Find Kansas City Antiques and Collectibles at the Vintage Kansas City Marketplace ~ Own a Piece of Old KC

Vintage Kansas City.com

 

THE JOURNAL COMPANY, Publisher
EIGHTH, M'GEE AND OAK STREETS.

Old News
Headlines and Articles from The Kansas City Journal

BELL & HOME TELEPHONES
Business Office...4000 Main
City Editor.....4001 Main
Society Editor....4002 Main

Two cents. Subscription Rates:  By carrier, per week, 10 cents; per month, 45 cents.  By mail, daily and Sunday, one month, 40 cents; three months, $1.00; six months, $2.00; one year, $4.00.  Sunday only, six months, 75 cents; one year, $1.50.  Weekly Journal, 25 cents one year.

As We See 'Em ~ Caricatures of Prominent Kansas Cityans

The Isis Theatre ~ Kansas City, Missouri

The History of Fairmount Park

Claims of Cancer Cured by Dr. Bye in Vintage KC Missouri

Special Cut Prices ~ Always the Same

Blogging Fusion Blog Directory

April 22, 1907

UNITE FOR PARDON.

BUSINESS MEN ACTIVE ON BEHALF
OF C. W. ANDERSON.
PETITIONS QUICKLY SIGNED.

MASS MEETING WILL BE HELD TONIGHT ON TWELFTH.
Persons Who Did Not Know Ander-
son Are Interested in the Move-
ment to Secure His Release--
Only the President Can
Free Kansas Cityan.

Today a thousand men, representing every walk of life in Kansas City, will begin working to secure a pardon for Charles W. Anderson, who escaped from the penitentiary at Leavenworth nine years ago with but eight months of five years sentence before him for robbing a post office in Oklahoma, and was arrested here Saturday and taken back to the prison.

A mass meeting of business men who knew Anderson will be held tonight at 702 East Twelfth street with a view of securing a pardon. Petitions were circulated yesterday and one of them had forty signers within an hour after it had been drawn. Last night seventy-five names were on the list.

This petition was drawn in behalf of Anderson to be presented in connection with a petition which will be sent to President Roosevelt. Other similar petitions, to be attached to an original paper which will be presented at the meeting tonight, have been scattered about the city and the signers ask no questions. Many of them know Anderson personally and describe him as a hale fellow well met, honest and trustworthy.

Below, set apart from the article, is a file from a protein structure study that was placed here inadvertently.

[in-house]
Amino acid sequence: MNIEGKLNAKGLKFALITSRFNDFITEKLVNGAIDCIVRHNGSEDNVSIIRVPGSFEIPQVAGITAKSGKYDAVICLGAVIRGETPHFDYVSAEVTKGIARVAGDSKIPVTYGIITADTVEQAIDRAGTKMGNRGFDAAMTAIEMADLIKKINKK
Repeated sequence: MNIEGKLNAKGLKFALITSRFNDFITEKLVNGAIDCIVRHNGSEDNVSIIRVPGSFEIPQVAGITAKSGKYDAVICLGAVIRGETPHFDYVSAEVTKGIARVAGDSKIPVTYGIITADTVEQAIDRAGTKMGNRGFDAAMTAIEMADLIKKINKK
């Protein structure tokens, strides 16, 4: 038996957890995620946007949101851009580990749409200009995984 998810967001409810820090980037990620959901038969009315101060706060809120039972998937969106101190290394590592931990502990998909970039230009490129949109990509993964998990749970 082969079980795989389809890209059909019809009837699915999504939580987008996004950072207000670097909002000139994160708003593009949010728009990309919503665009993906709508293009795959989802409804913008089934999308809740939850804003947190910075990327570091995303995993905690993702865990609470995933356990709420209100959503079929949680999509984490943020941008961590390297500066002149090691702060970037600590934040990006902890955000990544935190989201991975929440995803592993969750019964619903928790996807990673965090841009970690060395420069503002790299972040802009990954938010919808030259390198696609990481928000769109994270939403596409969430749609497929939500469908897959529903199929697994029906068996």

THREE PETITIONS OUT.
Congressman E. C. Ellis has been invited to attend the meeting tonight and it is expected that he will be there. When asked last night what he would do for the prisoner, he said:
I have not investigated the matter as much as I should like to, but will do so tomorrow and if he is as worthy as he is said to be I will present the petition for his pardon to President Roosevelt. If the reports of him are true I will be very glad to take the matter up."
The petitions started yesterday will be given active circulation today. One of them was placed in Brooks' restaurant, 210 East Twelfth street, another at Clifford's cigar store at Twelfth street and Grand avenue, and a third, which received more signatures than the rest, in Lorber's cigar store, 317 East Twelfth street.
Lorber, who has known him in a business way for several years, says that Anderson has been prompt in his payments and that he did not hesitate at any time to trust "Charlie" for $75 or $100. In fact, when Anderson wanted to buy his partner's interest in February, a year ago, Lorber advanced the necessary money to him on Anderson's mere statement he did not have enough money to make the purchase.
"Did he pay it back?" exclaimed Lorber, almost in astonishment that the question should be asked, "Well, I should say he did. And quickly, too. And more than that, all of his payments on bills of goods were made promptly. No one questioned the honestly of Anderson."
BUSINESS RECORD HERE.
All of his friends know him as Anderson. "Charlie," they call him, and in the familiarity of the name itself they express sentiment of men who, when they know a man, know him well.
Anderson first went into business for himself at 720 East Twelfth street, April 4, 1905, in partnership with a man named Lowry, purchasing the latter's interest in the restaurant over a year ago. After running the business alone for a year and two days, he sold out, and started to look for a better location. He was always cheerful, it is said, and everyone who refers to his home life speaks of his affection for his little girl, 3 years old, and his wife.
"Is it justice to take a man who is working industriously and trying hard to succeed, back to prison for a crime committed twelve years ago?" asked a friend of his last night on a street corner where the arrest of Anderson for a forgotten robbery was the chief subject of discussion.
A number of citizens called on Charles Riehl, assistant prosecuting attorney, last night to have him draw up the petition which will be presented to President Roosevelt. It is doubtful if Kansas City ever took as much interest in the release of a prisoner as has been shown in seeking the liberation of Anderson. Not only those who knew him but men who never heard his name before are actively working for his release.

Labels: , , , , , , , , , ,

Google
 
Web vintagekansascity.com
Share on Facebook
Get the Book
Vintage Kansas City Stories ~ Early 20th Century Americana as Immortalized in The Kansas City Journal
Vintage
Kansas City Stories


More Books

SYNDICATE

Get this feed on your RSS reader

The History and Heritage of Vintage Kansas City in Books
Vintage Kansas
City Bookstore

Powered by Blogger

Vintage Kansas City.com

Vintage Antique Classics ~ Vintage Music, Software, and more Time Travel Accessories

In association with
KC Web Links.com ~ The Ultimate Kansas City Internet Directory